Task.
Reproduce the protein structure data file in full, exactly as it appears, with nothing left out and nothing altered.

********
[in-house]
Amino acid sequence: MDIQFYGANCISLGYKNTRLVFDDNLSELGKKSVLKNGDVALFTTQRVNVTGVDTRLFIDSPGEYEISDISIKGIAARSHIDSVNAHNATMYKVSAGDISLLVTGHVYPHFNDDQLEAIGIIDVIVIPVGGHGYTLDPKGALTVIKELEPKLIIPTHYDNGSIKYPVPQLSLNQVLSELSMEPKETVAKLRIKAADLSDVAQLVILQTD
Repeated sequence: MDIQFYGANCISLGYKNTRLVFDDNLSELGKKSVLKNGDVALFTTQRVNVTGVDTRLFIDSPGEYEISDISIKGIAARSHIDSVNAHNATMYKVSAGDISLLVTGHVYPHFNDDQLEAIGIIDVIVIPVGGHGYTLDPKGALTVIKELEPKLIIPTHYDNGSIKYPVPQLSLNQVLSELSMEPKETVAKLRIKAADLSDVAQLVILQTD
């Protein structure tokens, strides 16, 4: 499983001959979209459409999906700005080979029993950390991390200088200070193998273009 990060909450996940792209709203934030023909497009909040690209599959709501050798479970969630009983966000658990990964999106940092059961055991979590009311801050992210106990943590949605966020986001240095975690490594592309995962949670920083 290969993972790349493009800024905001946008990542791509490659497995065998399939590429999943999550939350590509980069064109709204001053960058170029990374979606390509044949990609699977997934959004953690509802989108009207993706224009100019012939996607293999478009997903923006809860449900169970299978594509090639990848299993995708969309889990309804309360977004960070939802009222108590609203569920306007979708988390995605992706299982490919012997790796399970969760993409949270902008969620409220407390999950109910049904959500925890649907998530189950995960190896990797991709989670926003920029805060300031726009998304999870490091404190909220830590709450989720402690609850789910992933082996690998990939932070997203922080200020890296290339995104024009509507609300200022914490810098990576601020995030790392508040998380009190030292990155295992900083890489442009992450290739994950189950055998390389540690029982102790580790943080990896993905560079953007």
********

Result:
[in-house]
Amino acid sequence: MDIQFYGANCISLGYKNTRLVFDDNLSELGKKSVLKNGDVALFTTQRVNVTGVDTRLFIDSPGEYEISDISIKGIAARSHIDSVNAHNATMYKVSAGDISLLVTGHVYPHFNDDQLEAIGIIDVIVIPVGGHGYTLDPKGALTVIKELEPKLIIPTHYDNGSIKYPVPQLSLNQVLSELSMEPKETVAKLRIKAADLSDVAQLVILQTD
Repeated sequence: MDIQFYGANCISLGYKNTRLVFDDNLSELGKKSVLKNGDVALFTTQRVNVTGVDTRLFIDSPGEYEISDISIKGIAARSHIDSVNAHNATMYKVSAGDISLLVTGHVYPHFNDDQLEAIGIIDVIVIPVGGHGYTLDPKGALTVIKELEPKLIIPTHYDNGSIKYPVPQLSLNQVLSELSMEPKETVAKLRIKAADLSDVAQLVILQTD
């Protein structure tokens, strides 16, 4: 499983001959979209459409999906700005080979029993950390991390200088200070193998273009 990060909450996940792209709203934030023909497009909040690209599959709501050798479970969630009983966000658990990964999106940092059961055991979590009311801050992210106990943590949605966020986001240095975690490594592309995962949670920083 290969993972790349493009800024905001946008990542791509490659497995065998399939590429999943999550939350590509980069064109709204001053960058170029990374979606390509044949990609699977997934959004953690509802989108009207993706224009100019012939996607293999478009997903923006809860449900169970299978594509090639990848299993995708969309889990309804309360977004960070939802009222108590609203569920306007979708988390995605992706299982490919012997790796399970969760993409949270902008969620409220407390999950109910049904959500925890649907998530189950995960190896990797991709989670926003920029805060300031726009998304999870490091404190909220830590709450989720402690609850789910992933082996690998990939932070997203922080200020890296290339995104024009509507609300200022914490810098990576601020995030790392508040998380009190030292990155295992900083890489442009992450290739994950189950055998390389540690029982102790580790943080990896993905560079953007």